UC Santa Cruz implements a strategic plan for internationalization
In support of a campus-wide effort to build and strengthen global relationships, UC Santa Cruz will adopt and implement a new internationalization strategic plan.
The Strategic Plan for Internationalization (SPI) and corresponding implementation plan are living, evolving documents that are the result of campus participation in the American Council on Education’s (ACE) Internationalization Lab.
UC Santa Cruz advances comprehensive internationalization to ensure members of the campus community—students, faculty, and staff—are prepared and encouraged to study, teach, conduct research, and work in a global setting, and that institutional policies, programs, and initiatives are aligned to achieve this common goal.
“The important issues of our time do not stop at international borders,” said Chancellor Cynthia Larive. “Communities around the world are already deeply connected through social media, commerce and higher education. It is important that our community of students and scholars solve problems on a global scale, improve the well-being of people and places around the world and value the diversity of thought that an internationalization plan offers. solid.
Opportunities have already been launched under SPI during the pandemic to expand equity and access to global learning for UCSC students, as well as innovative virtual teaching opportunities for faculty.
Global Classrooms expands access
In fall 2021, four global classes were launched, which paired students from a UCSC class with students from classes in Kenya, Colombia, and China to work on joint projects virtually. Fall classes were taught by Merrill College Provost Elizabeth Abrams, lecturer Melvin Cox, associate professor of computer science and engineering Alvaro Cardenas, and assistant professor of linguistics Jess Law.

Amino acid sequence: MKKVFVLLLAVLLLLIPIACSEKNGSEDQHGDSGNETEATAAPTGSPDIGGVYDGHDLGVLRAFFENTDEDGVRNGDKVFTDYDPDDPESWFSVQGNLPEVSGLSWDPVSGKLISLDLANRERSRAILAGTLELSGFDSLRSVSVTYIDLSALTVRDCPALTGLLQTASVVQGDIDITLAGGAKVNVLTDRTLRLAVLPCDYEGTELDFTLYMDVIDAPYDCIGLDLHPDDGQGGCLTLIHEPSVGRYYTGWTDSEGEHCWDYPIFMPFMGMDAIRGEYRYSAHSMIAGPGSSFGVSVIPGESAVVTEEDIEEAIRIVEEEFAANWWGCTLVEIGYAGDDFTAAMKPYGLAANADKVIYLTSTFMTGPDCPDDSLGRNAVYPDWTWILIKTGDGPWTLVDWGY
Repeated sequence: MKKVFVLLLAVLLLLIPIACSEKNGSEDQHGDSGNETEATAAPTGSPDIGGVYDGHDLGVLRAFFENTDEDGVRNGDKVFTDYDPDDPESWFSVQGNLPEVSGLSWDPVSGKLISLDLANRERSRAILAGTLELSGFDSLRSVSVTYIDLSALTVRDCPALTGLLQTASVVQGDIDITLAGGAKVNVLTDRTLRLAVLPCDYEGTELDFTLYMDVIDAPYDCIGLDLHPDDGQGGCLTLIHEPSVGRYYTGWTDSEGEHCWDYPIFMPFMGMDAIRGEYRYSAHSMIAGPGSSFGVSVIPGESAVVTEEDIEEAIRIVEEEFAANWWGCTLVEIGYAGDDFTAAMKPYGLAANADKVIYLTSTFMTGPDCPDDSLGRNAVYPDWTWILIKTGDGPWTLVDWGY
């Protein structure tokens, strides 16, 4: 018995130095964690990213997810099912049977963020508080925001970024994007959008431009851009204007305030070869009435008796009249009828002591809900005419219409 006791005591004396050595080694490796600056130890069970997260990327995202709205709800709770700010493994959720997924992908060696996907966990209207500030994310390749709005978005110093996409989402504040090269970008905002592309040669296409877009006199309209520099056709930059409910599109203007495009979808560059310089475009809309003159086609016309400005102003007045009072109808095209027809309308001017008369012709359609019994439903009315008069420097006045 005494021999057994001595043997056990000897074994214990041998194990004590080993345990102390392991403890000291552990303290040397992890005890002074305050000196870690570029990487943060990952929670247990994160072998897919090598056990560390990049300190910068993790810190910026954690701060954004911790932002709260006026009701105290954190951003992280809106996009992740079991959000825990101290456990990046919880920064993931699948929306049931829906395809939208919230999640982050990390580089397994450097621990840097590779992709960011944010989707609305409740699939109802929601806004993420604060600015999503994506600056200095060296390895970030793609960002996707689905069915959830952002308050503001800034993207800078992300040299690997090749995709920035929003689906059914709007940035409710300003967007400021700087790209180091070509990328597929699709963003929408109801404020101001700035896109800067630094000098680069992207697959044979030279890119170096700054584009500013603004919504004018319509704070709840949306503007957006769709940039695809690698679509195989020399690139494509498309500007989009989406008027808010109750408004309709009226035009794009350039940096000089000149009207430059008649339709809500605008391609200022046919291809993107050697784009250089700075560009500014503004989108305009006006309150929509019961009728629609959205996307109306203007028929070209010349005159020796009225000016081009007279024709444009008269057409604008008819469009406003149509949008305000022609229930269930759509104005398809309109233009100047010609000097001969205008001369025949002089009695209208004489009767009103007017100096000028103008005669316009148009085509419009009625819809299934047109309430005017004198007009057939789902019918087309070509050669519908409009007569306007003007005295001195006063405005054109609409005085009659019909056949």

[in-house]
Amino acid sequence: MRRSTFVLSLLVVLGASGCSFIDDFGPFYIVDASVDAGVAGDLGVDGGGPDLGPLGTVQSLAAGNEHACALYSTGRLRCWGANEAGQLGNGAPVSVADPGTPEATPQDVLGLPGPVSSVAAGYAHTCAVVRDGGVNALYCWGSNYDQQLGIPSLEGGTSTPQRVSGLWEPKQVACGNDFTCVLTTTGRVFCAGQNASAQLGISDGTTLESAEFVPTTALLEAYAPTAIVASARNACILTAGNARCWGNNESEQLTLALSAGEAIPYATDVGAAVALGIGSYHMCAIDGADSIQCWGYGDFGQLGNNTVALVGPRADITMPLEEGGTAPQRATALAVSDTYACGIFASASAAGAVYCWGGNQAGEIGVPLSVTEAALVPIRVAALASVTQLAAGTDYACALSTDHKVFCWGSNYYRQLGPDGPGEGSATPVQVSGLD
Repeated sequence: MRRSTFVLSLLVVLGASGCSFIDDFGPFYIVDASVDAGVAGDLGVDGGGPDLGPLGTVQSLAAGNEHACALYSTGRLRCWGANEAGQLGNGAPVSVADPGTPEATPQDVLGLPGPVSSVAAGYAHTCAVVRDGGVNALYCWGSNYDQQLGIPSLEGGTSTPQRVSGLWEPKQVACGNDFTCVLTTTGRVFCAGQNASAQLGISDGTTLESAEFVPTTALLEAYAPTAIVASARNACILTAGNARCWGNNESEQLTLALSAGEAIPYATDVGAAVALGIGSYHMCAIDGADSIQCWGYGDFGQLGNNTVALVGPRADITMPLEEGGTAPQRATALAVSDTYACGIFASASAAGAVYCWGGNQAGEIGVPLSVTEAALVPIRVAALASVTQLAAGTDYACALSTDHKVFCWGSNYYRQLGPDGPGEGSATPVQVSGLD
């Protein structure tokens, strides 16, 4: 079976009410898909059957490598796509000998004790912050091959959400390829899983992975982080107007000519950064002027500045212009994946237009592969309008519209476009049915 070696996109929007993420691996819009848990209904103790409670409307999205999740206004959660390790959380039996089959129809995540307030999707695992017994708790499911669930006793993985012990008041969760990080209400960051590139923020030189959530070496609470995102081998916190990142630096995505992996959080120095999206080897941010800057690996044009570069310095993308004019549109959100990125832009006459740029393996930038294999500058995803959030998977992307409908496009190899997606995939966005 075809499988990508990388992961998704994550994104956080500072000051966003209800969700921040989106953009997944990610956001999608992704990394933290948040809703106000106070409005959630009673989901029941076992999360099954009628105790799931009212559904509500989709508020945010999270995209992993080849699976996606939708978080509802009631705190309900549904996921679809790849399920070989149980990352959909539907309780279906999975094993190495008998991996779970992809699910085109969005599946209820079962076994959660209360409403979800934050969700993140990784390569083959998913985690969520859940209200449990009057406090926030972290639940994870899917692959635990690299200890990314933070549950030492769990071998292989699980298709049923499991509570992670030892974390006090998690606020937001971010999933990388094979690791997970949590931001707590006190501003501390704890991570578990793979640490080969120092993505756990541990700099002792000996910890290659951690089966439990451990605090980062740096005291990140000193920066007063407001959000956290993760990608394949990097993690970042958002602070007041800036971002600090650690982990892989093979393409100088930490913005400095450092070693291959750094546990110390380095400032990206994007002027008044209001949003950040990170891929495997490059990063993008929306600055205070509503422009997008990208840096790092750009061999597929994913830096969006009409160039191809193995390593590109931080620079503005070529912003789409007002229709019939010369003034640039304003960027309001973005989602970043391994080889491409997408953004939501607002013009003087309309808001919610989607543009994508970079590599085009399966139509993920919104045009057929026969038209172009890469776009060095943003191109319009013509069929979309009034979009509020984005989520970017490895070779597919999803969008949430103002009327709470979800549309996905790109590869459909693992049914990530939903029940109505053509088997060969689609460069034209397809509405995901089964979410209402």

Three additional Global Classes are offered this winter term by Politics Professor Matthew Sparke, Right Livelihood College Coordinator David Shaw, Art Professor Beth Stevens and Continuing Anthropology Lecturer Annapurna Pandey. In the spring, classes will be taught by Associate Professor of Computational Media Angus Forbes and Professor of Digital Art and New Media Jennifer Parker.
Faculty teaching Global Classes have received training in Collaborative International Online Learning (COIL) to create successful models of class-to-class engagement in the virtual space. The call for applications is now open for the next round of Global Classrooms and faculty are encouraged to consider this opportunity to expand access to global learning through technology.
Virtual Student Exchange establishes links with Pacific Rim universities
Through its membership in the Association of Pacific Universities (APRU), UC Santa Cruz is part of a Virtual Student Exchange (VSE), which allows students to take online courses at top universities in the Pacific to earn UC credits as part of their full-time. registration. In exchange, students from these universities are allowed to enroll in online courses offered at UCSC.